"I think it's probably a pretty good idea as a pedestrian, but as a driver, I probably have fault for not stopping for pedestrians, too," pedestrian James Kim said Friday.
Crosswalks stings will be conducted throughout the city. While 200 or more citations for warnings were handed out previously, this year, tickets will be given. It's part of a three-year campaign called Safe Streets Chicago.
"It's really common sense. It's paying attention to your surroundings, not talking on your cell phones, stopping at the white line at a stop sign or stop light," said Chicago Police Dept. Cmdr. Christopher Kennedy.
The effort is part of a Chicago Department of Transportation campaign. With more than 2,000 pedestrian-related accidents, and 50 of them fatal, police say they have no choice.
"A person driving a two-ton vehicle can cause more damage than a person crossing in the middle of the street," said Brian Steele of the Chicago Dept. of Transportation.
The corner of 79th and King Drive will also be apart of the crackdown.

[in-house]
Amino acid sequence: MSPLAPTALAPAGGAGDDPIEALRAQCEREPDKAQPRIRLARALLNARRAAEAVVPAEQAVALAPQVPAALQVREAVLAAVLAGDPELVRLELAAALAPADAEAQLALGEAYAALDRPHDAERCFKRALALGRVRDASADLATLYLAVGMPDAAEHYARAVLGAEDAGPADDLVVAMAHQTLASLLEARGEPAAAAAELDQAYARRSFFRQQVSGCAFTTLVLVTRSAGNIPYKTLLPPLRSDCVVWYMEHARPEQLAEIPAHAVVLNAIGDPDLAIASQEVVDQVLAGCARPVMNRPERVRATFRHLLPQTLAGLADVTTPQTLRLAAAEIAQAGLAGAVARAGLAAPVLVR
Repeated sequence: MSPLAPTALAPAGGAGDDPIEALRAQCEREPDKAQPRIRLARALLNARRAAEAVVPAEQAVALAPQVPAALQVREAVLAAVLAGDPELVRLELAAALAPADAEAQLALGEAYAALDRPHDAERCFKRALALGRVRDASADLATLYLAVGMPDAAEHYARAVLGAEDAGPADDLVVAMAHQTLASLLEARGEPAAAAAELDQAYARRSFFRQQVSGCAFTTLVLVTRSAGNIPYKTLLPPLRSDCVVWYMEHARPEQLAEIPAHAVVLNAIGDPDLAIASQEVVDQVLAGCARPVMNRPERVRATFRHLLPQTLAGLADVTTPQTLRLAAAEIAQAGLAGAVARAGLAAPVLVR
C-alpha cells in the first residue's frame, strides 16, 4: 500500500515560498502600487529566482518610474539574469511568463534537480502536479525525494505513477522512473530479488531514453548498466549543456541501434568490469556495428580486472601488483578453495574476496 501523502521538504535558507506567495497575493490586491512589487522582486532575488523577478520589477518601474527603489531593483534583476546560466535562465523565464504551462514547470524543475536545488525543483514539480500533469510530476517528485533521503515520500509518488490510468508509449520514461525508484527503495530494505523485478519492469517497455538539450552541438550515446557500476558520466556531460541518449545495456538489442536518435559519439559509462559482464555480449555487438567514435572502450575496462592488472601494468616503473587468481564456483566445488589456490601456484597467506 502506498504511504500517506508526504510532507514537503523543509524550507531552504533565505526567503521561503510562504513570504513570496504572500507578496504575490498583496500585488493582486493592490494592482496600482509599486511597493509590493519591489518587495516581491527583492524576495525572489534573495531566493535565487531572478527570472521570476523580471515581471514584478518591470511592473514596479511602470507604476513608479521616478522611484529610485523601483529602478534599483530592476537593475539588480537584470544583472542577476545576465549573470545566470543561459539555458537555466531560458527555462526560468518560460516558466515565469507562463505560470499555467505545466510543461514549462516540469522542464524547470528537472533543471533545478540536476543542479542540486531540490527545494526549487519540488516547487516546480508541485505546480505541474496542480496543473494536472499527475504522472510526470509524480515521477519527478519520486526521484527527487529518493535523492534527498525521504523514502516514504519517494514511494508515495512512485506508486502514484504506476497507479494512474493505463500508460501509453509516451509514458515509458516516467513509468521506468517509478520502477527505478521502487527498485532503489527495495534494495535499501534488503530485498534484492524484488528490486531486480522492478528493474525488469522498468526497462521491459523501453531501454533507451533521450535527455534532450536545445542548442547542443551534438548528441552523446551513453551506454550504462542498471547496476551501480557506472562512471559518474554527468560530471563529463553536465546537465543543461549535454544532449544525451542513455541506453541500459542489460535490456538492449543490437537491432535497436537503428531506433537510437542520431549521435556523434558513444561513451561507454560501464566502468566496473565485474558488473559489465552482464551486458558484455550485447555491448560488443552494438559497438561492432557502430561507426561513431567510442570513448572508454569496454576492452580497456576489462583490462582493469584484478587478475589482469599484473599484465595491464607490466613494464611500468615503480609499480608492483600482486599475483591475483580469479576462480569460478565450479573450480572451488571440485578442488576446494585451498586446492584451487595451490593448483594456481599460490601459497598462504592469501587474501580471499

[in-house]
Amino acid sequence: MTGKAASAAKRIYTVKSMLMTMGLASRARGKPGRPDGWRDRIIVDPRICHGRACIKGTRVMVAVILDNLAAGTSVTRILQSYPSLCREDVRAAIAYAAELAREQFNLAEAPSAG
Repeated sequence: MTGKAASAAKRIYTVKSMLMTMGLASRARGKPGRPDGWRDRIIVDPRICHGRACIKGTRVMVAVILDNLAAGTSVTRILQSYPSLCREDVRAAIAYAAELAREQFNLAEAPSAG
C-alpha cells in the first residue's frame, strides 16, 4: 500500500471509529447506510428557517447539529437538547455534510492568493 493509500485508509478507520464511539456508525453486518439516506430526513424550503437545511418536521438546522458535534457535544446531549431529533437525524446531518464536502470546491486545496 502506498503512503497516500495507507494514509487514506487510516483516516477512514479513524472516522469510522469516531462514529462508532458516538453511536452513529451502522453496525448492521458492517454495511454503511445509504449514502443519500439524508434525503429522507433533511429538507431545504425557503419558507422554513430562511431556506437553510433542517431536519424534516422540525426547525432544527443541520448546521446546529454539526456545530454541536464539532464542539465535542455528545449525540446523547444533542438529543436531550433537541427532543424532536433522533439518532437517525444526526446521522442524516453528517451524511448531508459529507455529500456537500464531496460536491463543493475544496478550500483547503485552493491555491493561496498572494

"It's pretty dangerous. Nowadays, it just seems like everyone is in a hurry ,and the cars just doesn't give the pedestrians any right of way," said area residents Greg Judon.
However, some drivers say the campaign isn't fair. They said they wanted to know how much responsibility the pedestrians will share.
"You're trying to watch the street and see where you're going, and you don't always see them," motorist Lori Gruessing told ABC7 Chicago.
The city says don't expect pedestrians to get any tickets. However, fines for motorists will range from $50 to $500.
Drivers can expect the stings to happen twice each week beginning April 20. They will continue until the end of the year.
The city says it will try to be as fair as possible and post the targeted intersections that are going to be under the sting operation, to give motorists a chance to behave themselves when they are heading through.